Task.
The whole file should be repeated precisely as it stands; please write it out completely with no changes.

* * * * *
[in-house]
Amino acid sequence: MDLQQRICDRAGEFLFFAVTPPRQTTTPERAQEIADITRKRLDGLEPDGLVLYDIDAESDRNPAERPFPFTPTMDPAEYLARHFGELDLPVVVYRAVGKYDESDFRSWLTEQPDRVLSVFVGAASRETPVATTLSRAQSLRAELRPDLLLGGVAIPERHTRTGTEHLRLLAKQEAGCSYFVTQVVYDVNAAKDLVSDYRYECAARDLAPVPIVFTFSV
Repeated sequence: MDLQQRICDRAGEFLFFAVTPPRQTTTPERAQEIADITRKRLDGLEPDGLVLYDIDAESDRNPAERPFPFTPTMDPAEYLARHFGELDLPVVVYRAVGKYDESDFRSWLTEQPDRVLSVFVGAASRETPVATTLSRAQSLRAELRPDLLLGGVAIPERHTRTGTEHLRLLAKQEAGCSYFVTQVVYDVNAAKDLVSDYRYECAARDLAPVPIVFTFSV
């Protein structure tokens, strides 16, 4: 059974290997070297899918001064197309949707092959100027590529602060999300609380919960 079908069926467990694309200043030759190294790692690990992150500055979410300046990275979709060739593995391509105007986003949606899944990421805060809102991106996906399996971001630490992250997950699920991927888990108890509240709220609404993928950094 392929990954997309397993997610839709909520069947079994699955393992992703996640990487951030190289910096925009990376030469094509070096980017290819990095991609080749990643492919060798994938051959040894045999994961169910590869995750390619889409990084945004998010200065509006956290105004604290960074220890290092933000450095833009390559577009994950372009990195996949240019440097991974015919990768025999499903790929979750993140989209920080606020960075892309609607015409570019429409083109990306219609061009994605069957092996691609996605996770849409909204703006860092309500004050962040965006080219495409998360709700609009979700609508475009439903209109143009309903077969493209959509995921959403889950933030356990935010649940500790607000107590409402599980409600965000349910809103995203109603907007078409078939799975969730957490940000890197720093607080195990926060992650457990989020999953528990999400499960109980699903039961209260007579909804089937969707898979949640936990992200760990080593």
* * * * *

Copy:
[in-house]
Amino acid sequence: MDLQQRICDRAGEFLFFAVTPPRQTTTPERAQEIADITRKRLDGLEPDGLVLYDIDAESDRNPAERPFPFTPTMDPAEYLARHFGELDLPVVVYRAVGKYDESDFRSWLTEQPDRVLSVFVGAASRETPVATTLSRAQSLRAELRPDLLLGGVAIPERHTRTGTEHLRLLAKQEAGCSYFVTQVVYDVNAAKDLVSDYRYECAARDLAPVPIVFTFSV
Repeated sequence: MDLQQRICDRAGEFLFFAVTPPRQTTTPERAQEIADITRKRLDGLEPDGLVLYDIDAESDRNPAERPFPFTPTMDPAEYLARHFGELDLPVVVYRAVGKYDESDFRSWLTEQPDRVLSVFVGAASRETPVATTLSRAQSLRAELRPDLLLGGVAIPERHTRTGTEHLRLLAKQEAGCSYFVTQVVYDVNAAKDLVSDYRYECAARDLAPVPIVFTFSV
């Protein structure tokens, strides 16, 4: 059974290997070297899918001064197309949707092959100027590529602060999300609380919960 079908069926467990694309200043030759190294790692690990992150500055979410300046990275979709060739593995391509105007986003949606899944990421805060809102991106996906399996971001630490992250997950699920991927888990108890509240709220609404993928950094 392929990954997309397993997610839709909520069947079994699955393992992703996640990487951030190289910096925009990376030469094509070096980017290819990095991609080749990643492919060798994938051959040894045999994961169910590869995750390619889409990084945004998010200065509006956290105004604290960074220890290092933000450095833009390559577009994950372009990195996949240019440097991974015919990768025999499903790929979750993140989209920080606020960075892309609607015409570019429409083109990306219609061009994605069957092996691609996605996770849409909204703006860092309500004050962040965006080219495409998360709700609009979700609508475009439903209109143009309903077969493209959509995921959403889950933030356990935010649940500790607000107590409402599980409600965000349910809103995203109603907007078409078939799975969730957490940000890197720093607080195990926060992650457990989020999953528990999400499960109980699903039961209260007579909804089937969707898979949640936990992200760990080593």